Connor Carrick’s Favorite Tom Wilson Moment

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Photo credit: Chris Gordon

Last week, RMNB’s Chris Gordon wrote an article about Washington Capitals prospect Connor Carrick, explaining why the 19-year-old defenseman deserves your attention. Read it read it read it read it read it read it read it read it read it.

While 2012 first-round pick Tom Wilson received all the glory last year after appearing in Hershey’s and Washington’s playoff series, Carrick — Wilson’s teammate on the Plymouth Whalers — led all OHL defenseman in playoff scoring and earned himself a post-season invite to the Bears as well. Caps assistant coach Calle Johansson believes that Carrick, with the right coaching, has the potential to be a top-four defenseman in the NHL, which would be a huge return on investment on a fifth-round pick.

A lot of good material from my interview with Carrick ended up on the cutting room floor. He’s a thoughtful, charming dude, motivated to make the most of his opportunity in hockey. My favorite part of the conversation was a story he shared about playing playoff hockey against the London Knights with Tom Wilson.

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A First Look at Tom Wilson’s Chipped Tooth (Photos)

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Tom Wilson got into two fights during Monday’s rookie game, prompting some unscheduled dental work. The Washington Capitals’ first-round pick in 2012 got clipped up high by a Flyers prospect in the second period, bleeding from the mouth as he made his way back to the bench. No call was made, natch. Wilson said later one of his bottom teeth got chipped in two.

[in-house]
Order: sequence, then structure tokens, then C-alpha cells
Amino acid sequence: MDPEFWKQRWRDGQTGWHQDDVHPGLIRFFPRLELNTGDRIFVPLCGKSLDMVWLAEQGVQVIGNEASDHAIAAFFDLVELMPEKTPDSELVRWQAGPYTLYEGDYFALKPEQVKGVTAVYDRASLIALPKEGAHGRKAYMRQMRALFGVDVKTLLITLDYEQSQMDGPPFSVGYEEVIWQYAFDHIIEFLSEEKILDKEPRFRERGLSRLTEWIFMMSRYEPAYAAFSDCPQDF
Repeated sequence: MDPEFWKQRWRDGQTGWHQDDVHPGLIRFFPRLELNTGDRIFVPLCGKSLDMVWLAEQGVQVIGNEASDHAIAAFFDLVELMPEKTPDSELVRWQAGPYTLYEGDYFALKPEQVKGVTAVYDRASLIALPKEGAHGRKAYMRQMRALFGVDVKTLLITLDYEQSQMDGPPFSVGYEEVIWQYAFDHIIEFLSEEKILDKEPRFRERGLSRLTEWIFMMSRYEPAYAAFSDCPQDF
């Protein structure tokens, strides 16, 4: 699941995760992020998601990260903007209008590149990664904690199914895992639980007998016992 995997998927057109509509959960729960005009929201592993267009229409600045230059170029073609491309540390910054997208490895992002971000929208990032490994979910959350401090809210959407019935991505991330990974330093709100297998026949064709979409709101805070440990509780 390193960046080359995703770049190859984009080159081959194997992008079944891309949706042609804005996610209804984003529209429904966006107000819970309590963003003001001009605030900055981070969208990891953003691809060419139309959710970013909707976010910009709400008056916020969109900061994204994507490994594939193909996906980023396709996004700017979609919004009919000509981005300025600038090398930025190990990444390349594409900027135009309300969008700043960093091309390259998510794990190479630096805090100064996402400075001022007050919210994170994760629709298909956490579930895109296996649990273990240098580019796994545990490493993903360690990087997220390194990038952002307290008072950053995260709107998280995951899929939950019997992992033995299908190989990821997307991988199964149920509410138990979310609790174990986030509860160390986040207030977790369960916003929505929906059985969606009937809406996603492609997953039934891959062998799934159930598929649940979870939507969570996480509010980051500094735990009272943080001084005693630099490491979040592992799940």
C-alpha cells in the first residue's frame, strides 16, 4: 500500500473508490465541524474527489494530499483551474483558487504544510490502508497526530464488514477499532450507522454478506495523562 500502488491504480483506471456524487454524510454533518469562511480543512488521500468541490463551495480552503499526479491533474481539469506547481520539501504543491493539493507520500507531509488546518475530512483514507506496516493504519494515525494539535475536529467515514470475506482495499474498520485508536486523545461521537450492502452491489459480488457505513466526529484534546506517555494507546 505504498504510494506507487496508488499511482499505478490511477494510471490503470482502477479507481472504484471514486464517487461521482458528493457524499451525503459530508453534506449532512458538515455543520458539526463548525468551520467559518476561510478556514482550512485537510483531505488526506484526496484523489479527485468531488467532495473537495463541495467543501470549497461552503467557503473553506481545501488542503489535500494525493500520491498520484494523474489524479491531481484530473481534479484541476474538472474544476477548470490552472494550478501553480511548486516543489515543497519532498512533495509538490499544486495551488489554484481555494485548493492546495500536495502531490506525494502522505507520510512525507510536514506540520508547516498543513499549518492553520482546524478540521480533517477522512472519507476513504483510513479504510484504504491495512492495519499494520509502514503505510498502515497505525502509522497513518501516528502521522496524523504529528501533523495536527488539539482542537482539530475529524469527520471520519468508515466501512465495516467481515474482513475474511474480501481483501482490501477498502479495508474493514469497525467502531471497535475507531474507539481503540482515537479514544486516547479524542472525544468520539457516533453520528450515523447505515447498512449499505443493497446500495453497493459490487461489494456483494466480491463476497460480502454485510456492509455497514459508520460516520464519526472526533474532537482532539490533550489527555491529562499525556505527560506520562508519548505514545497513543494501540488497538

“That’s an expensive non-call,” Wilson told reporters after the game. “They just numbed me up and then I got back out there.”

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Carrick peeks out from behind Wilson at Kettler Capitals Iceplex in July. (Photo credit: Chris Gordon)

Two thousand twelve first-round draft pick Tom Wilson is fawned over, with good reason. At 6′ 4″, he’s a mammoth dude who scores goals, hits hard, and unleashes a myriad of expletives — the personification of a hockey player. When Caps fans think of the Plymouth Whalers, Wilson is usually the only one who comes to mind. There is, however, another Washington prospect playing in eastern Michigan: fifth-round pick Connor Carrick.

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Photo credit: Hockey Players as Kids

Young Mike Green in Calgary. (Photo credit: Hockey Players as Kids)

Downtown Calgary on June 21 (Photo credit: Ryan Quan)

“We don’t have a flood, we have a disaster,” Emile Blokland, mayor of High River, told a scrum of reporters standing in the middle of a half-flooded street. His town of a little over 10,000 was left a hellish, muddy mess by the receding waters. So too was much of the Canadian province of Alberta. Four people were left dead.